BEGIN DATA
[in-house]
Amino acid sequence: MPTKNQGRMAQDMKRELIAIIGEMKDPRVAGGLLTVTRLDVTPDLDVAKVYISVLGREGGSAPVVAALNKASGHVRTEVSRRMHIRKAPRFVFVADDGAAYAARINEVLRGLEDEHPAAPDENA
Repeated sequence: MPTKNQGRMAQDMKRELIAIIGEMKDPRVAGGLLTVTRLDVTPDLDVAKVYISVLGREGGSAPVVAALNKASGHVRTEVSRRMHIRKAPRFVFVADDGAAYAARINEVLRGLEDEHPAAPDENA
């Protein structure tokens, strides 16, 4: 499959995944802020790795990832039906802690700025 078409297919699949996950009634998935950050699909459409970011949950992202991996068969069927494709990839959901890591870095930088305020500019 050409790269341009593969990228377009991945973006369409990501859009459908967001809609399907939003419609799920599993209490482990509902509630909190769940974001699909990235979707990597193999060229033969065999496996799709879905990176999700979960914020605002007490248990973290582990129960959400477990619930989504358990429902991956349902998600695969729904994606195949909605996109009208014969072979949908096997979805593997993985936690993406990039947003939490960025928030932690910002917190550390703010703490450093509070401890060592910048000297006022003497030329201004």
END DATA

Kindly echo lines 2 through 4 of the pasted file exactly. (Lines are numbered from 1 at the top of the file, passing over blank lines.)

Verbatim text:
Amino acid sequence: MPTKNQGRMAQDMKRELIAIIGEMKDPRVAGGLLTVTRLDVTPDLDVAKVYISVLGREGGSAPVVAALNKASGHVRTEVSRRMHIRKAPRFVFVADDGAAYAARINEVLRGLEDEHPAAPDENA
Repeated sequence: MPTKNQGRMAQDMKRELIAIIGEMKDPRVAGGLLTVTRLDVTPDLDVAKVYISVLGREGGSAPVVAALNKASGHVRTEVSRRMHIRKAPRFVFVADDGAAYAARINEVLRGLEDEHPAAPDENA
């Protein structure tokens, strides 16, 4: 499959995944802020790795990832039906802690700025 078409297919699949996950009634998935950050699909459409970011949950992202991996068969069927494709990839959901890591870095930088305020500019 050409790269341009593969990228377009991945973006369409990501859009459908967001809609399907939003419609799920599993209490482990509902509630909190769940974001699909990235979707990597193999060229033969065999496996799709879905990176999700979960914020605002007490248990973290582990129960959400477990619930989504358990429902991956349902998600695969729904994606195949909605996109009208014969072979949908096997979805593997993985936690993406990039947003939490960025928030932690910002917190550390703010703490450093509070401890060592910048000297006022003497030329201004």